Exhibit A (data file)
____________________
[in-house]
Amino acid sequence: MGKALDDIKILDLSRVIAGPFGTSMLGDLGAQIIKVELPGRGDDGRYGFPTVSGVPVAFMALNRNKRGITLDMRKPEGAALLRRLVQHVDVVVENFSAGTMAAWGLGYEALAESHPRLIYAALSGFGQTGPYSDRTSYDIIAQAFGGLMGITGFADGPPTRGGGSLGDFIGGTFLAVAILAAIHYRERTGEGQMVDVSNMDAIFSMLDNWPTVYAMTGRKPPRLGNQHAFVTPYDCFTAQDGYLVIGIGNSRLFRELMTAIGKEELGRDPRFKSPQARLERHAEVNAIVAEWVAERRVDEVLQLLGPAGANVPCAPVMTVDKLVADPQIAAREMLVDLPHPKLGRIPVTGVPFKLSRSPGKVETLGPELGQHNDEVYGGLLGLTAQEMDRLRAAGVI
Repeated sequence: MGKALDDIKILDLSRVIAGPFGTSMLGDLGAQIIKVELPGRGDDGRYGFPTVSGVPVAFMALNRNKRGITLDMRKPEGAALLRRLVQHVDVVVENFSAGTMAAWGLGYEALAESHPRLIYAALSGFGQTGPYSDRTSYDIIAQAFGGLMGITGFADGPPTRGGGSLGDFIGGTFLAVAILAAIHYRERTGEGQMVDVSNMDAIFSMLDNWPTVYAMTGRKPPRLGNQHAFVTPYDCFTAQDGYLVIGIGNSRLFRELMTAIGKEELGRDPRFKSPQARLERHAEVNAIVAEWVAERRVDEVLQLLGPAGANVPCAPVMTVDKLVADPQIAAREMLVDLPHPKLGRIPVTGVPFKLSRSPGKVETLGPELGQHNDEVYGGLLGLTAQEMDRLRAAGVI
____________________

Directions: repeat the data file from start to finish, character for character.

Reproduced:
[in-house]
Amino acid sequence: MGKALDDIKILDLSRVIAGPFGTSMLGDLGAQIIKVELPGRGDDGRYGFPTVSGVPVAFMALNRNKRGITLDMRKPEGAALLRRLVQHVDVVVENFSAGTMAAWGLGYEALAESHPRLIYAALSGFGQTGPYSDRTSYDIIAQAFGGLMGITGFADGPPTRGGGSLGDFIGGTFLAVAILAAIHYRERTGEGQMVDVSNMDAIFSMLDNWPTVYAMTGRKPPRLGNQHAFVTPYDCFTAQDGYLVIGIGNSRLFRELMTAIGKEELGRDPRFKSPQARLERHAEVNAIVAEWVAERRVDEVLQLLGPAGANVPCAPVMTVDKLVADPQIAAREMLVDLPHPKLGRIPVTGVPFKLSRSPGKVETLGPELGQHNDEVYGGLLGLTAQEMDRLRAAGVI
Repeated sequence: MGKALDDIKILDLSRVIAGPFGTSMLGDLGAQIIKVELPGRGDDGRYGFPTVSGVPVAFMALNRNKRGITLDMRKPEGAALLRRLVQHVDVVVENFSAGTMAAWGLGYEALAESHPRLIYAALSGFGQTGPYSDRTSYDIIAQAFGGLMGITGFADGPPTRGGGSLGDFIGGTFLAVAILAAIHYRERTGEGQMVDVSNMDAIFSMLDNWPTVYAMTGRKPPRLGNQHAFVTPYDCFTAQDGYLVIGIGNSRLFRELMTAIGKEELGRDPRFKSPQARLERHAEVNAIVAEWVAERRVDEVLQLLGPAGANVPCAPVMTVDKLVADPQIAAREMLVDLPHPKLGRIPVTGVPFKLSRSPGKVETLGPELGQHNDEVYGGLLGLTAQEMDRLRAAGVI